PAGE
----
Scene from the arrival at an evacuation point of a large convoy of cars and buses carrying hundreds of people from Mariupol and Melitopol, March 25, 2022. Photo: Chris McGrath / war.ukraine.ua

Throughout history, elective wars like the one in Ukraine — armed military conflicts that countries wage without compelling and urgent reasons for action — have mostly failed to achieve their aims. Instead, they worsen the problems they set out to solve and often become the undoing of those who started the conflict.

One of the oldest written records of how this dynamic played out is contained in the work of Thucydides, the Athenian historian and general who chronicled the Peloponnesian War (431-404 BCE) between ancient Greece’s most powerful city-states: Athens and Sparta.

In his History of the Peloponnesian War, Thucydides records that in 416 BCE, the Athenians decided on a whim to invade the island of Melos, which, although an ally of Sparta, didn’t join Sparta in the war against Athens.

The Melians’ pleas for justice fell on the deaf ears of the Athenians who demanded that the Melians surrender, pay tribute to and join Athens’s confederacy or face destruction. The campaign ended tragically with the entire civilian population of Melos facing all kinds of atrocities for refusing to surrender to the Athenians, who saw their unbridled power as sufficient basis to inflict grave injustice.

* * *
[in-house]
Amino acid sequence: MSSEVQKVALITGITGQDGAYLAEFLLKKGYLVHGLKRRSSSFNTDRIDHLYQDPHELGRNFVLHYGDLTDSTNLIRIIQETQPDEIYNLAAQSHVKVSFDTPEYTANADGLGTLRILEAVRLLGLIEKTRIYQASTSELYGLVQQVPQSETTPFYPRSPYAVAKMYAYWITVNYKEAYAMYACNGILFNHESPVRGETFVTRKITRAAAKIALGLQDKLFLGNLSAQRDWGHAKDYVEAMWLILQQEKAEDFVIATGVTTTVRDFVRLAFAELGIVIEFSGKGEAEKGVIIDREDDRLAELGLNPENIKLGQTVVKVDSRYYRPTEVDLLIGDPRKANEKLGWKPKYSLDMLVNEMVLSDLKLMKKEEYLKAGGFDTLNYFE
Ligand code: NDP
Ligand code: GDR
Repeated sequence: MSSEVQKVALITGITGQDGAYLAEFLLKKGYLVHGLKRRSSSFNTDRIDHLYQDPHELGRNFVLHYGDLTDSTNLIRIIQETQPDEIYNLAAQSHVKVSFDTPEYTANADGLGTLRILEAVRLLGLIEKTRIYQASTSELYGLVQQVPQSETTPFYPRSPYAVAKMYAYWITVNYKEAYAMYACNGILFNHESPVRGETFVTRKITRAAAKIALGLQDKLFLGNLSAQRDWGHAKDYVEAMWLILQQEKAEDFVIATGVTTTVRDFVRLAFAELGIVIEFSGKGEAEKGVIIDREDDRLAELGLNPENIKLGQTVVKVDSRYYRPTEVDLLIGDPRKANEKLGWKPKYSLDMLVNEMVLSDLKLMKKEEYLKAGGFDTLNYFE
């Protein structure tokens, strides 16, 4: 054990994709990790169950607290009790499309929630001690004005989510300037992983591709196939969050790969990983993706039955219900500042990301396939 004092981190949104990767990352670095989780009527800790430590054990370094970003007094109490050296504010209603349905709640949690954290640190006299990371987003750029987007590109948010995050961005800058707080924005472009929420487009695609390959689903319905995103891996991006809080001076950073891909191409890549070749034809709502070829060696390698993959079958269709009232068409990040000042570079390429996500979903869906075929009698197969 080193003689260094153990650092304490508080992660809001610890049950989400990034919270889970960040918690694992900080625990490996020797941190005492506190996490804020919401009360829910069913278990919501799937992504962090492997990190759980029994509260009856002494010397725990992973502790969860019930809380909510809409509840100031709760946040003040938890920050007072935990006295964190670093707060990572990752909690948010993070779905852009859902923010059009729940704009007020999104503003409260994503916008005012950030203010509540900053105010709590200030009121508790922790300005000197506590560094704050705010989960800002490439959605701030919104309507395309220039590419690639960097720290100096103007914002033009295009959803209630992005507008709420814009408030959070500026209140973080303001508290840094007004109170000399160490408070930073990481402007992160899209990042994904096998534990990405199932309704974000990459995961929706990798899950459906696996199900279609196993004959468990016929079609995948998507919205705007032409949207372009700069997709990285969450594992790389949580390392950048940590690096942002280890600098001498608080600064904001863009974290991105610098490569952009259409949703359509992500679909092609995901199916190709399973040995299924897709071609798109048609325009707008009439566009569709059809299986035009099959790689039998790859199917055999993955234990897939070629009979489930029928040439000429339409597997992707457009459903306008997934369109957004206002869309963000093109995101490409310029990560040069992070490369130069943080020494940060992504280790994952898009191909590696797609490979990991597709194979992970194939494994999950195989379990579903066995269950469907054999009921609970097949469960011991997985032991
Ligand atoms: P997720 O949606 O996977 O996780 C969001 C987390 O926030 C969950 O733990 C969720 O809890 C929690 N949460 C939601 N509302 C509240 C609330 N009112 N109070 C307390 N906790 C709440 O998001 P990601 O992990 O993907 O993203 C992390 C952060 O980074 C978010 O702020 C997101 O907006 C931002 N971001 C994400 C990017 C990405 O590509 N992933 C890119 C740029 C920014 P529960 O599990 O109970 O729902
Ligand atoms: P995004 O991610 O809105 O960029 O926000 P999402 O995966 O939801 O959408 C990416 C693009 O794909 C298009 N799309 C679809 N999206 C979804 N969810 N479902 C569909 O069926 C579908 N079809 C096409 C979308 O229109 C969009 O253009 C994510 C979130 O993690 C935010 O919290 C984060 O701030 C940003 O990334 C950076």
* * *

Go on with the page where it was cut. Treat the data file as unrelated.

A painting shows Pericles’ funeral oration at the end of first year of the Peloponnesian War. Photo: Wikip;edia

Intoxicated by power, the Athenians replied, according to Thucydides’ account, essentially that “The strong do what they can and the weak suffer what they must.” This principle, Thucydides shows, was the driving force behind Athens’s aggressive approach toward its neighbors.

Over time, it fueled deep-seated anger and resentment among Melians and citizens of other city-states, who sought revenge by ultimately joining forces with Sparta to defeat Athens in 404 BCE.

Downfalls triggered

As the Russian invasion of Ukraine illustrates, the dynamics of great power politics haven’t changed much in more recent history. The lure of using brute force to achieve quick economic and geopolitical gains has created a rolling tide of military mobilization that has carried countries into battle.

History often repeats itself in that those battles trigger the downfall of the stronger party who unnecessarily drew the first blood.

In the 1930s, fascist regimes used offensive wars as consolation when grandiose promises proved hollow. As the Great Depression dragged on, Italy’s Benito Mussolini sought to divert public attention from his economic failures through a series of costly military ler, adventures in Greece, the former Yugoslavia and Ethiopia.

These episodes created economic havoc for Italians, rather than glory, before Italy’s entry to the Second World War. The war accelerated Mussolini’s downward spiral even among his own fascist clique, which ousted him in 1943.

In the same time period, Adolf Hitler thought Germany needed lebenstraum — living space — to ease its economic strains. He then proceeded with unprovoked invasions of Czechoslovakia and Poland to expand Germany’s territory, sparking the Second World War in 1939.